Tags: America's Forum | Ron Kessler | Secret Service | Joseph Clancy

Secret Service Expert: Director Clancy 'Should Be Out of There'

By    |   Wednesday, 18 March 2015 12:56 PM

The most recent incident of misconduct by Secret Service agents shows that despite the appointment of a new director, nothing has changed internally, Secret Service expert and best-selling author Ron Kessler said Wednesday on Newsmax TV's "America's Forum."

It's especially telling that it took five days for Secret Service Director Joseph Clancy to learn about the latest incident — two senior Secret Service agents who were reportedly driving drunk and crashed a car into a White House security barrier. Clancy learned about the accident through an anonymous email.
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"What does that tell you? The hearing seemed to be predicated on the idea that he had just taken over, which is true, as of February he became the permanent director.

"But he had been acting director since October, and he said it will take time to change the culture," Kessler said, referring to a Tuesday hearing where Clancy answered questions from the House Appropriations Committee.

"He seemed to have absolutely no idea how to do that," Kessler said. "He really came across as a pathetic figure, and it just demonstrates that President [Barack] Obama has been asleep at the switch ever since the Salahis penetrated the White House — you remember the party crashers five years ago? — when at that time Obama should have taken action, should have brought in an outside director who would shake it up.

"That was what the recommendation was of the four-person panel, not to mention when I broke the First Family detail, that's the only way to change the Secret Service, which has a management culture of laxness, corner-cutting, and covering up."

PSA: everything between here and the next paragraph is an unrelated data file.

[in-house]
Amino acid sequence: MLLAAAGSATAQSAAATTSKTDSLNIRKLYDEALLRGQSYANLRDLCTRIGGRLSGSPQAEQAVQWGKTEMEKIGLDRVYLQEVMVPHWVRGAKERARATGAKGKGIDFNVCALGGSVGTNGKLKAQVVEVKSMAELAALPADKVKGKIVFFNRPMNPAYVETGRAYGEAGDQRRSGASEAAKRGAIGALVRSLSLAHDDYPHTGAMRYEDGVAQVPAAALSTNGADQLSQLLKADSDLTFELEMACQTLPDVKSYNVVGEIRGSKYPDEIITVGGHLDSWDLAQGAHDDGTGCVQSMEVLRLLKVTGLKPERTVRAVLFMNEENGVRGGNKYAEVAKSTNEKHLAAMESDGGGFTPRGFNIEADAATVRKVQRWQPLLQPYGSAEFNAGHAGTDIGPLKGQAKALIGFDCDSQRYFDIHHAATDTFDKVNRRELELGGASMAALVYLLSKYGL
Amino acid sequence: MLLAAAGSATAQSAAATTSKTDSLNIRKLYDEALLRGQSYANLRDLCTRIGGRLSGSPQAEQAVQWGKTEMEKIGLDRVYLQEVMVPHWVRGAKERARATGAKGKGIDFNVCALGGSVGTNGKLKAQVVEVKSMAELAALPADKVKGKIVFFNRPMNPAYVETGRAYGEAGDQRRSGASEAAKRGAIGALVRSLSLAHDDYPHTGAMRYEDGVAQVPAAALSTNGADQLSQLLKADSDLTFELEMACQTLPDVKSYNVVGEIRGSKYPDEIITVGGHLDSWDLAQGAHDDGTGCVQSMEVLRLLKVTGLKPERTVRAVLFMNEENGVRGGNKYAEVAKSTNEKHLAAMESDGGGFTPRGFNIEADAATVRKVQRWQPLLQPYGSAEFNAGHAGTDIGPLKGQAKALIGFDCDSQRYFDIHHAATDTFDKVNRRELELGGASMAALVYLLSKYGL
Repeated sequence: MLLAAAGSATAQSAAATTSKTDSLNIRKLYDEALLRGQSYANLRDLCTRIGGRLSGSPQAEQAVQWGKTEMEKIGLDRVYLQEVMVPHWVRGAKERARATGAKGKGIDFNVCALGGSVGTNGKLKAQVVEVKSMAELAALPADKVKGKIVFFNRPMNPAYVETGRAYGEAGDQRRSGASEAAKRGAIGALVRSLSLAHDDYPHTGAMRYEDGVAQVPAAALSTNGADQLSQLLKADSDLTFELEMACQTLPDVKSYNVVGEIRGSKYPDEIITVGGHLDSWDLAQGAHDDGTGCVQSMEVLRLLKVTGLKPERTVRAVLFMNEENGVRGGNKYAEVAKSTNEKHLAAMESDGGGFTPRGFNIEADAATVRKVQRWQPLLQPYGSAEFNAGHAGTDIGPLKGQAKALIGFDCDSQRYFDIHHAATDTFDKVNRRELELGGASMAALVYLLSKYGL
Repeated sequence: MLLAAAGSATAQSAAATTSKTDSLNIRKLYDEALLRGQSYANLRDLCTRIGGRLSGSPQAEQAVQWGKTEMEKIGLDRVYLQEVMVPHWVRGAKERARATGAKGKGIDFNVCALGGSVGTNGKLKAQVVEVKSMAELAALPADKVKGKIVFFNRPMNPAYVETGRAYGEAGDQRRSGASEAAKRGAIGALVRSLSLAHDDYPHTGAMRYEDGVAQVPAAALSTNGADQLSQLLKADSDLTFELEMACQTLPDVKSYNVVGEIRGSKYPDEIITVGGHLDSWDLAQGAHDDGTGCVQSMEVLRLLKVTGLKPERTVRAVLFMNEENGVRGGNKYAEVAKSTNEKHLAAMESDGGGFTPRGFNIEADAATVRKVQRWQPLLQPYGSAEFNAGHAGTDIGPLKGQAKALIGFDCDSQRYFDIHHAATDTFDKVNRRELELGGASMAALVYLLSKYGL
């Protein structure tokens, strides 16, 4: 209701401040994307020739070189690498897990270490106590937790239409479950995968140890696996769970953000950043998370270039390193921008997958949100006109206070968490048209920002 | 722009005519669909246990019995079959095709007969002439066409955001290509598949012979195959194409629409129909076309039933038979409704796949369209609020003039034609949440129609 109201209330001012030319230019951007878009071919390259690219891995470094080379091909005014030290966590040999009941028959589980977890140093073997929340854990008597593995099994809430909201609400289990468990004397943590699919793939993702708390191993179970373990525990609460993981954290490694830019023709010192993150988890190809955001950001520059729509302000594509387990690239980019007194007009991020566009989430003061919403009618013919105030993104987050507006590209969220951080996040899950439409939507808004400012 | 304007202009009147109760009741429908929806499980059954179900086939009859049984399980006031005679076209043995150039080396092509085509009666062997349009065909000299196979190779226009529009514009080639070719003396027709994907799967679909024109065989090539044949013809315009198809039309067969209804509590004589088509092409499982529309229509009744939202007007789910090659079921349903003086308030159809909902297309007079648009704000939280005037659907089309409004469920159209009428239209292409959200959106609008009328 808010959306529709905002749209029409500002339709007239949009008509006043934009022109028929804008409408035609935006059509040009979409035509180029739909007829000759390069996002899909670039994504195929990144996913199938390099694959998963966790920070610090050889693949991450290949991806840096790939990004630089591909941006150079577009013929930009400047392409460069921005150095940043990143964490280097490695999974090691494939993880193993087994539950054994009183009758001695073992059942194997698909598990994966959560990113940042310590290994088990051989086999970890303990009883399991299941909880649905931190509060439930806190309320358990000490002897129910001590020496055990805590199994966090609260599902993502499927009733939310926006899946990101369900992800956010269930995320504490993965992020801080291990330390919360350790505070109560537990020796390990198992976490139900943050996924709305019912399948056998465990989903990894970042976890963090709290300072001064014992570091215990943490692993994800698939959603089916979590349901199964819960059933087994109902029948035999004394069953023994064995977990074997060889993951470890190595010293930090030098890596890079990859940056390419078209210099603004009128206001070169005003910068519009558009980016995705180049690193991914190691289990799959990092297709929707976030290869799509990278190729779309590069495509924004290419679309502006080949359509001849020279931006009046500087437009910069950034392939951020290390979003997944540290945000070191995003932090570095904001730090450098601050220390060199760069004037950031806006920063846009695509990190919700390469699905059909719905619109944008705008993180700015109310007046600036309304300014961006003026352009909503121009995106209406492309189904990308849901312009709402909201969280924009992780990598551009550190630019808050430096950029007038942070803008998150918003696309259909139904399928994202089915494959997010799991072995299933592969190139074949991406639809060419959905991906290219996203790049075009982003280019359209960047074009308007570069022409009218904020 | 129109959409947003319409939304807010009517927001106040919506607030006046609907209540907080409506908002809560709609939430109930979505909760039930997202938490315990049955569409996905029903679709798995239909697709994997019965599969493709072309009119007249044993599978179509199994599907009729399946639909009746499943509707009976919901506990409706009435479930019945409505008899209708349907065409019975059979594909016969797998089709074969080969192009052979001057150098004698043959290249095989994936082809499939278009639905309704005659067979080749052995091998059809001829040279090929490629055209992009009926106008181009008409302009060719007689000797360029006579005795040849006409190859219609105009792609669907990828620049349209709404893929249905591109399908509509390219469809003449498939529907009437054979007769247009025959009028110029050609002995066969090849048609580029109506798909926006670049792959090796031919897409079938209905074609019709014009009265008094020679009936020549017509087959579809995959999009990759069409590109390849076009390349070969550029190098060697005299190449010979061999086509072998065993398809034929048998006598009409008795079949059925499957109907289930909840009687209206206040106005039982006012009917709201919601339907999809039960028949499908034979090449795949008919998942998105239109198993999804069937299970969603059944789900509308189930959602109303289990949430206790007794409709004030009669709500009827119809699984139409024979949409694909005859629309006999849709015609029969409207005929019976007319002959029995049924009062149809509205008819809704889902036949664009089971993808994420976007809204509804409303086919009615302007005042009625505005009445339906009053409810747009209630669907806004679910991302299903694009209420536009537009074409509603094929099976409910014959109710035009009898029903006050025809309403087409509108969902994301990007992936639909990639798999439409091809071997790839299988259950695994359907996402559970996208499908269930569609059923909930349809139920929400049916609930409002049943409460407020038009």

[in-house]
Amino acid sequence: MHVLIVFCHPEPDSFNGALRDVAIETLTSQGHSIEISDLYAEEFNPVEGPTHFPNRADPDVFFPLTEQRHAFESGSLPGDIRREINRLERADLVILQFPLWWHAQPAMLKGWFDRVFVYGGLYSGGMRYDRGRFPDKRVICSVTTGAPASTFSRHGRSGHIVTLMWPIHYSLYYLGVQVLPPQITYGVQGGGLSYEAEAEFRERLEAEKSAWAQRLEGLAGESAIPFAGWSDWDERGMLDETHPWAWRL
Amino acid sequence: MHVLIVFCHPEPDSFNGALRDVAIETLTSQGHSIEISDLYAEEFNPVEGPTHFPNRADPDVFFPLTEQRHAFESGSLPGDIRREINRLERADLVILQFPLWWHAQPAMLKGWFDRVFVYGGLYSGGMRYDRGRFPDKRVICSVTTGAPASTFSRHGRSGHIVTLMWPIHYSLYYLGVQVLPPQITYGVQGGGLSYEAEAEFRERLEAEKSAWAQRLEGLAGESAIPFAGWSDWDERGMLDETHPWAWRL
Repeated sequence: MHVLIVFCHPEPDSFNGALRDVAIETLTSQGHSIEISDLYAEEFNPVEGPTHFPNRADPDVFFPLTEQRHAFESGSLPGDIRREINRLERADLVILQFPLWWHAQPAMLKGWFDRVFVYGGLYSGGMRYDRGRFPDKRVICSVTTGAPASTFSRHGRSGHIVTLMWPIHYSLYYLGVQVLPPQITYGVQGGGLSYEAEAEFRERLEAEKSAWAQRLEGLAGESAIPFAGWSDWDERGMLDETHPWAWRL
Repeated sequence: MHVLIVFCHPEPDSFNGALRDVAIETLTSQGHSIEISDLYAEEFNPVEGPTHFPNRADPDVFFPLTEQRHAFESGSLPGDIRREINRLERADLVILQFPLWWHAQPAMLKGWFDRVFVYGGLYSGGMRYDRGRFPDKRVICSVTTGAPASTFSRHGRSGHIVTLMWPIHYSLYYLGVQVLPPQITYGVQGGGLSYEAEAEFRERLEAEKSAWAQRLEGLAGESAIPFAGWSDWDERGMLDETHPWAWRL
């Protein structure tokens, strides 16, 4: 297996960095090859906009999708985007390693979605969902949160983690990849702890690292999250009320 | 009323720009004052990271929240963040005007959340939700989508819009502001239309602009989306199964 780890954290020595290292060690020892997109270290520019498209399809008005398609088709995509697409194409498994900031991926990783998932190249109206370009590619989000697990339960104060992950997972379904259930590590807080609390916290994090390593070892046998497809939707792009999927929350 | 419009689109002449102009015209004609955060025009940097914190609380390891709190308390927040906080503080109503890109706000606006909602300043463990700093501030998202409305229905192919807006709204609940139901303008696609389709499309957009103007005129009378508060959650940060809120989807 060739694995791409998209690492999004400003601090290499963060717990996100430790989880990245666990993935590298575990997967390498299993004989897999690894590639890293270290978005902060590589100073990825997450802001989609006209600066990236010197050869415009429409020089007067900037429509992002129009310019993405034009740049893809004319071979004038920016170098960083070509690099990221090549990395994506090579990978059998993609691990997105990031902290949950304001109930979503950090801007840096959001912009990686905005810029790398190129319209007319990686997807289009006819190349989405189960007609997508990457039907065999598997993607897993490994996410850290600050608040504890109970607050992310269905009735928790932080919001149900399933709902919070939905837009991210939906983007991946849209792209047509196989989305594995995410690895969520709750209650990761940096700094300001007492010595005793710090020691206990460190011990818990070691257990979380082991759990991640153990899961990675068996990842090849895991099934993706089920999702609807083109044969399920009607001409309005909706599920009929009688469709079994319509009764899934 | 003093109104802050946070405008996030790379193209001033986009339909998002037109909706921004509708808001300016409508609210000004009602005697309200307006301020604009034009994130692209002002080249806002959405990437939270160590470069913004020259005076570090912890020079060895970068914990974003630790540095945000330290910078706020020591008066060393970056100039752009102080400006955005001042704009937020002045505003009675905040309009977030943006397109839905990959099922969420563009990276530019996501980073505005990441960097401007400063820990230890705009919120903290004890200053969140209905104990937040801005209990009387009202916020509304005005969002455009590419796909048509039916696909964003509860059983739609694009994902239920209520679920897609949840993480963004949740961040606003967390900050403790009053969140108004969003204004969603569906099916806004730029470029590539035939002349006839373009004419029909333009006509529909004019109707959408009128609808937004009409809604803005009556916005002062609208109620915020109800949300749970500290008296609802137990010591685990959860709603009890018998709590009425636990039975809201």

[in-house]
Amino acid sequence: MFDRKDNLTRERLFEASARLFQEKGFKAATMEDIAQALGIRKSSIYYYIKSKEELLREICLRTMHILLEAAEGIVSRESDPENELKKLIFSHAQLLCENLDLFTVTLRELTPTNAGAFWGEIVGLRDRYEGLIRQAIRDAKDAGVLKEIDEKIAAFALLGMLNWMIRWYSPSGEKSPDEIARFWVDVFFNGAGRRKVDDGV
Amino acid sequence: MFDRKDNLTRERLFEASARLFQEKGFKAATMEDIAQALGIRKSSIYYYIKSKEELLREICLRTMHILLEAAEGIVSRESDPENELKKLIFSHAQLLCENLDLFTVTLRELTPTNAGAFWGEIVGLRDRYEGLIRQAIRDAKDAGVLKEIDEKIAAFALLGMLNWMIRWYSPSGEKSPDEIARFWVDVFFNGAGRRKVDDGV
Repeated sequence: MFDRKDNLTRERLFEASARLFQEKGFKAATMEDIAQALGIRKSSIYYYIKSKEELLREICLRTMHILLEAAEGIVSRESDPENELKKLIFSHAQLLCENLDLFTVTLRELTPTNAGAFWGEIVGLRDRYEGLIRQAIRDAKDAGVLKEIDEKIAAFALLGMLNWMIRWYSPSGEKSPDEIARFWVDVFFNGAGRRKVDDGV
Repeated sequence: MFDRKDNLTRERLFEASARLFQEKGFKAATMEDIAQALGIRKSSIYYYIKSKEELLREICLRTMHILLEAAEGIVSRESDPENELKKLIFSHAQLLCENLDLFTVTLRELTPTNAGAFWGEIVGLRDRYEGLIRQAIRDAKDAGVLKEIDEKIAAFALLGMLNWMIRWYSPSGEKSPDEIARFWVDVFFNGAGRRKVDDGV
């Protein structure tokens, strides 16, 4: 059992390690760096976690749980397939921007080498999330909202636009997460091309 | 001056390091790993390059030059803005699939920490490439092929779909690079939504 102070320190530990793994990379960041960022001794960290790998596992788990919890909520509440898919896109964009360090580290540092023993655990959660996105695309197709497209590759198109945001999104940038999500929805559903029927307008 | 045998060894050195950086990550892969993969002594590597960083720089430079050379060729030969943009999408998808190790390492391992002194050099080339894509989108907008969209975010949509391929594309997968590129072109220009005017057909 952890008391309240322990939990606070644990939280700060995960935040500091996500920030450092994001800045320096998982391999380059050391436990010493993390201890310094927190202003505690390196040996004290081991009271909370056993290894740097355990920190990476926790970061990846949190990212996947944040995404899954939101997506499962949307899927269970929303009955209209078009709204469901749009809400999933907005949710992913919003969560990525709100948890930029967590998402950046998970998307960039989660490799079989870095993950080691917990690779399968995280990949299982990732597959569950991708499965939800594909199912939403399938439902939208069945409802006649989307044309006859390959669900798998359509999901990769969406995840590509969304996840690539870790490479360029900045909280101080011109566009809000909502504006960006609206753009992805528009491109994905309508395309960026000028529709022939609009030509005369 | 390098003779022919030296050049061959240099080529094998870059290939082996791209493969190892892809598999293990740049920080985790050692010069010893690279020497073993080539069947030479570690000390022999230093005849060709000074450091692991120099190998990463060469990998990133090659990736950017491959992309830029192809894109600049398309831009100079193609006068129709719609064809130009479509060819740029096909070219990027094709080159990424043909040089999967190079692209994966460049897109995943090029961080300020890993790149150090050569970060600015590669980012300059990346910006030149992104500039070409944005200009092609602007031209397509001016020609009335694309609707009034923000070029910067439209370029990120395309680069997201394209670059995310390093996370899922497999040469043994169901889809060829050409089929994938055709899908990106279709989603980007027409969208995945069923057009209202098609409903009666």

Kessler disagreed with Clancy's assertion that the agency has an issue with agents who turn to alcohol to cope with the stresses of the job.

"He was exaggerating on that," Kessler said. "I don't think alcohol is part of the culture at all."

Clancy, a longtime agent promoted by Obama following revelations that cast a bad light on the agency, including a 2012 prostitution scandal by agents accompanying the president on a trip to Colombia, "should be out of there," said Kessler, author of "The First Family Detail: Secret Service Agents Reveal the Hidden Lives of the Presidents."

The culture of "covering up for high ranking officials" has continued under his leadership, according to Kessler, and as a result, the life of the president is threatened.

Clancy replaced top managers with managers from "the very same culture and he seemed to be really befuddled about what to do about changing it," Kessler said.

"Agents tell me it's a miracle that there has not already been an assassination."

Agents have reported that they are treated well by the president and first lady Michelle Obama, though they "have been dismayed to overhear Michelle urge her husband to be aggressive in attacking Republicans and siding with blacks in racial controversies."

Kessler lauded Clancy for asking for more money for the CIA, including a simulated White House for training.

"The Secret Service is really crumbling all around in terms of infrastructure, and that's definitely something they should have — just the way the FBI has so-called Hogan's Alley, which is a fake town where agents are trained in making arrests," he said.

"They need to have that and that was one of the problems, among many, when [Omar] Gonzalez penetrated the White House back in September.

"One good thing was Clancy proposed a 16 percent increase in the budget," Kessler said. "This is one federal agency that really needs more money, not less money. Overall in the government you could replace one or two federal employees and not lose anything, because there's this really lazy culture."

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The most recent incident of misconduct by Secret Service agents shows that despite the appointment of a new director, nothing has changed internally, Secret Service expert Ron Kessler told Newsmax TV.
Ron Kessler, Secret Service, Joseph Clancy
Wednesday, 18 March 2015 12:56 PM
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